Consider getting a Hokuriku Arch Pass if you’re making a round trip from Osaka. It costs 30,000 yen and provides unlimited rides on JR trains, which can be a great value. If you’re ending your journey in Tokyo, you can book individual tickets for the JR Thunderbird Limited Express and the JR Hokuriku Shinkansen at the station or online. 

For Tokyo

If your accommodation is near a subway station, the Tokyo Subway Ticket is your best bet, covering all Tokyo Metro and Toei Subway lines for 24, 48, or 72 hours. If you’re closer to a JR station, go for the Tokunai Pass (JPY 760) for unlimited rides on local and rapid JR East trains within the 23 Special Wards of Tokyo. However, I still recommend getting an IC card such as Suica, Icoca, or Pasmo in case you need to take a train not covered by your pass.

There you have it guys! I hope this Japan Itinerary for first time visitors will help you when you plan your trip to Japan!  Let me know if you have questions and I will try to answer as soon as I can.

Pin for future reference!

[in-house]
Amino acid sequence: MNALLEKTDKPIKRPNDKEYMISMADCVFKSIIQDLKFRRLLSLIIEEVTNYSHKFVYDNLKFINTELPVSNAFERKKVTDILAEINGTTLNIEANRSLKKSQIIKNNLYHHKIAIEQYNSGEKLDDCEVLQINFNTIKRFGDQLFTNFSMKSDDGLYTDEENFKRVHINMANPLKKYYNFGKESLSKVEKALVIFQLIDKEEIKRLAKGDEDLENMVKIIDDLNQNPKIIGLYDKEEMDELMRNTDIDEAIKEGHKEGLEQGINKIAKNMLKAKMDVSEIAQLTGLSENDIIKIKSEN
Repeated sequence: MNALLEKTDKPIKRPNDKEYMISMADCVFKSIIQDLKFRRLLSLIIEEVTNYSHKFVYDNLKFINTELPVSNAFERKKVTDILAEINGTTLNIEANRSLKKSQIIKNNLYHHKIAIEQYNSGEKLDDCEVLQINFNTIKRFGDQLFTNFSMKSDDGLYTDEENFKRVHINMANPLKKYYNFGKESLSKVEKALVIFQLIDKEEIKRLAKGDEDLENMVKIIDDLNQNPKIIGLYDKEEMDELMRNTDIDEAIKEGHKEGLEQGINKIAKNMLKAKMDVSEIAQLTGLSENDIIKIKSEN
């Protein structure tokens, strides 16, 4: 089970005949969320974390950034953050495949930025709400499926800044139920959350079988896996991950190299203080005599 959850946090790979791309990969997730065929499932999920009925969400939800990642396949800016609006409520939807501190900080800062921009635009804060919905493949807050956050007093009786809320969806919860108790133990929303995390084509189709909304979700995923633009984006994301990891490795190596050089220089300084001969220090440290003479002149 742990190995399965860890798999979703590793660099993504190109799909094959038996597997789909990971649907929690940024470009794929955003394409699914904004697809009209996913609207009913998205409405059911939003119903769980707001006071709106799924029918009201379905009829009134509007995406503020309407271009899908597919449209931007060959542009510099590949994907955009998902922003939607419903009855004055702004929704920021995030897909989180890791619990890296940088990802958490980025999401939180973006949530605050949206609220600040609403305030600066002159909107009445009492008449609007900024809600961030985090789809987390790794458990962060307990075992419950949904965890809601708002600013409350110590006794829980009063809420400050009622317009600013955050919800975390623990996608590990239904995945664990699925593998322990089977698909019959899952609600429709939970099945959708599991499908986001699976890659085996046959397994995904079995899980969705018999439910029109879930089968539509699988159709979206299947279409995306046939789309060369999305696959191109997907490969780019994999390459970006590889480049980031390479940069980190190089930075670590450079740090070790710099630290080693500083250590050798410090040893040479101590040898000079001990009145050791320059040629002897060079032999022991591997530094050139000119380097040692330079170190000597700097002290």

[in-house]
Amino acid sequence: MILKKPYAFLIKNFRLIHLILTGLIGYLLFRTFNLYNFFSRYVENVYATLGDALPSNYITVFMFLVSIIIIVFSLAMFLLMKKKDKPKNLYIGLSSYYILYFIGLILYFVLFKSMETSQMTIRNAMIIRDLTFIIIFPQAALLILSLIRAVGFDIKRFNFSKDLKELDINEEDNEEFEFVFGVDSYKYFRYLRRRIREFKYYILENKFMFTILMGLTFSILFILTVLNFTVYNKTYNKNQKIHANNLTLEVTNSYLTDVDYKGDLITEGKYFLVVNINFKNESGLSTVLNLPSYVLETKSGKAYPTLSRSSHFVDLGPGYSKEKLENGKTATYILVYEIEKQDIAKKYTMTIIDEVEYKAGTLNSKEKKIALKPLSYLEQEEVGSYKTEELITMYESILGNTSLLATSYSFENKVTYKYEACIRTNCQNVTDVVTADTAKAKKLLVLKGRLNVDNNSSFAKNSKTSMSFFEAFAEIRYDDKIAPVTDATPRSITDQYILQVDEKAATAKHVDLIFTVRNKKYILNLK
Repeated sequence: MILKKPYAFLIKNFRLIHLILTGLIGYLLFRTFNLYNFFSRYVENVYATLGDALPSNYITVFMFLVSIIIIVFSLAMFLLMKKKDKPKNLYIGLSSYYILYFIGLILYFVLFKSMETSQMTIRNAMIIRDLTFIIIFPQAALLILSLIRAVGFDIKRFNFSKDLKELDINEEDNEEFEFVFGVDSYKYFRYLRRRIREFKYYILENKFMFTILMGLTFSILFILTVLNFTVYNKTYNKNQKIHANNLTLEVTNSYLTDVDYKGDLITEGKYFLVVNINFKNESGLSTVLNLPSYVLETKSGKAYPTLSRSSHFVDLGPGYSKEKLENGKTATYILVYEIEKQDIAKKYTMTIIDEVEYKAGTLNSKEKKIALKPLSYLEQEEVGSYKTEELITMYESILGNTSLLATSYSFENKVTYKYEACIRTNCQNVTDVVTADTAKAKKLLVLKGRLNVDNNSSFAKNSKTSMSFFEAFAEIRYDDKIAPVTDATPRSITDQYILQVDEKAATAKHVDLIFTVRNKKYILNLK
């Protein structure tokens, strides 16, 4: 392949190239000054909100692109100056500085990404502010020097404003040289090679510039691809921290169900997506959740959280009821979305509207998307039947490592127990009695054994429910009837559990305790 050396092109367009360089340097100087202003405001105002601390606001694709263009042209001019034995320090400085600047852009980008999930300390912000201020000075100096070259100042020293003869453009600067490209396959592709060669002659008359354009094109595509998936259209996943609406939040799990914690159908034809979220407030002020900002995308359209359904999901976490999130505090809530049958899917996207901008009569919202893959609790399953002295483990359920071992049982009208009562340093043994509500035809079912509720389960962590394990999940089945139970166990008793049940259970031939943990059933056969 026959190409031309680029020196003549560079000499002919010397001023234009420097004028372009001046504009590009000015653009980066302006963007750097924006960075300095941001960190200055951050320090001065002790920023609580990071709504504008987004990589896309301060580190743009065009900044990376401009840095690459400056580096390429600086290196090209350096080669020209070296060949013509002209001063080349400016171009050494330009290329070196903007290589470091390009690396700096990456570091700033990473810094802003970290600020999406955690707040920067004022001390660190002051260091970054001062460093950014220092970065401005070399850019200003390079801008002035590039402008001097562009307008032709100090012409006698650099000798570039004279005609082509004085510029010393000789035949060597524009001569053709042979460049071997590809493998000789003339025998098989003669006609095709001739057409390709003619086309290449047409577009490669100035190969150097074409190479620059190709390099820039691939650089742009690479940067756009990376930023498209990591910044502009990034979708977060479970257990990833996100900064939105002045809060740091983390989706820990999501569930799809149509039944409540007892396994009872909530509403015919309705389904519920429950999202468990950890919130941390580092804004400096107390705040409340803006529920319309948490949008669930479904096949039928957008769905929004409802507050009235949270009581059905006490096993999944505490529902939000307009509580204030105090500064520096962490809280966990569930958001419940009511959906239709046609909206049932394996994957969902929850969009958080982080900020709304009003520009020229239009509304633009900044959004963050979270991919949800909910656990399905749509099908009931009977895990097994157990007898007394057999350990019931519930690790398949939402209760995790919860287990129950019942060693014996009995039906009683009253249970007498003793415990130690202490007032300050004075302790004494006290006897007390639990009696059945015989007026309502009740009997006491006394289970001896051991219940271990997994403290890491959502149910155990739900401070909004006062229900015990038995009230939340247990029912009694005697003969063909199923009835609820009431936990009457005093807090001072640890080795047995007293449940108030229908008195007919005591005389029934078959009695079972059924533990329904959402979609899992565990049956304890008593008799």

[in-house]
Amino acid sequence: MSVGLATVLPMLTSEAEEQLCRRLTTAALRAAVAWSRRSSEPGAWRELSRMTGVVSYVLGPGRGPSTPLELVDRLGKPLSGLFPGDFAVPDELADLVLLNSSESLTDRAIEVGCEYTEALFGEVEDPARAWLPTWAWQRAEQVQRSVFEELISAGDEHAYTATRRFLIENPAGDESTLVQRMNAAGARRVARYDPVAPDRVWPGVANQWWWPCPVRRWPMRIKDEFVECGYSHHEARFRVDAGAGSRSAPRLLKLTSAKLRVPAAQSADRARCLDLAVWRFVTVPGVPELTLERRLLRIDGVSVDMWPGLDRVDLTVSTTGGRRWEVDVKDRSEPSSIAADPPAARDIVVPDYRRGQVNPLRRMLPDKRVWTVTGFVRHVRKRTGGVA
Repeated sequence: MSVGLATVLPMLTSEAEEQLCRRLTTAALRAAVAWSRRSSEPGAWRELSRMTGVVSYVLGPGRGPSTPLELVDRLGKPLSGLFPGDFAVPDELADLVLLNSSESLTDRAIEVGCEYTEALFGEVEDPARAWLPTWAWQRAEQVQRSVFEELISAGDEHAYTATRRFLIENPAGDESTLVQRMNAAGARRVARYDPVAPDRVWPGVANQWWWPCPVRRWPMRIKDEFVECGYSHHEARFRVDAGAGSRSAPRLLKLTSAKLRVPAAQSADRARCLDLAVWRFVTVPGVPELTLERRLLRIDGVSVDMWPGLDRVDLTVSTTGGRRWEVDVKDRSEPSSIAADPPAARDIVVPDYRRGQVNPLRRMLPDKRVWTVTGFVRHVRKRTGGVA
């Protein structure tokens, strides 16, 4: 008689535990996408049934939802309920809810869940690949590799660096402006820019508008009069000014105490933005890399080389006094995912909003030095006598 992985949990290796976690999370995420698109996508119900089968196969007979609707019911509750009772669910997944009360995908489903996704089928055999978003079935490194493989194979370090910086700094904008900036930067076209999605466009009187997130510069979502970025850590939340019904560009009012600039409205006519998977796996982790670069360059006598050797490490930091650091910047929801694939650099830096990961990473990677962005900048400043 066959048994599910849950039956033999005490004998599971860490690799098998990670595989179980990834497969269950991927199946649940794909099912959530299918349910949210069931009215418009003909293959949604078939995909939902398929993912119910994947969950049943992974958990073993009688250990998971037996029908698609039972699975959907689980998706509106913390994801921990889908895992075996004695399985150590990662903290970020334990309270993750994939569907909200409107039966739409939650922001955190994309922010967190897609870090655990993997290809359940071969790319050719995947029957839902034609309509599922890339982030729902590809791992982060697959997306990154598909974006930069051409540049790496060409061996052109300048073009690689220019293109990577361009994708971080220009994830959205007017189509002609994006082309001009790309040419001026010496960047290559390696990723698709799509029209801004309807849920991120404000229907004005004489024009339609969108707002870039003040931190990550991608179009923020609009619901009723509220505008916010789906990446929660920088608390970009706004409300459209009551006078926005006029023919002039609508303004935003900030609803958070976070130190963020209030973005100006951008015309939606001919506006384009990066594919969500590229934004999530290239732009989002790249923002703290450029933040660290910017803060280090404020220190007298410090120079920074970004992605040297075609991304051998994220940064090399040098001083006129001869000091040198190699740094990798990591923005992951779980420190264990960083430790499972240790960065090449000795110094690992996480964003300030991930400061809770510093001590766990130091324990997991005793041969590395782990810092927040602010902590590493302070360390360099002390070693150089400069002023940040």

By Project Gora

Hey there! My name is Milet Miranda, and I'm a full-time corporate employee during weekdays and a traveler during weekends (and get the picture). I'm a foodie at heart and I love joining food tours. When I'm not traveling, you'll find me walking my dogs or biking around my neighborhood.

25 replies on “The Best Japan Itinerary for First Time Visitors (2024)”

Good day! Would you mind if I share your blog with my facebook group? There’s a lot of folks that I think would really appreciate your content. Please let me know Thank you.

Waah! Mommy you found my blog! 🙂 Download nyo po yung excel kasi nandun lahat ng expenses namin. Also, use Hyperdia to calculate transpo costs. PM nyo lang po ako if you have questions. Miss you mommy! ^_^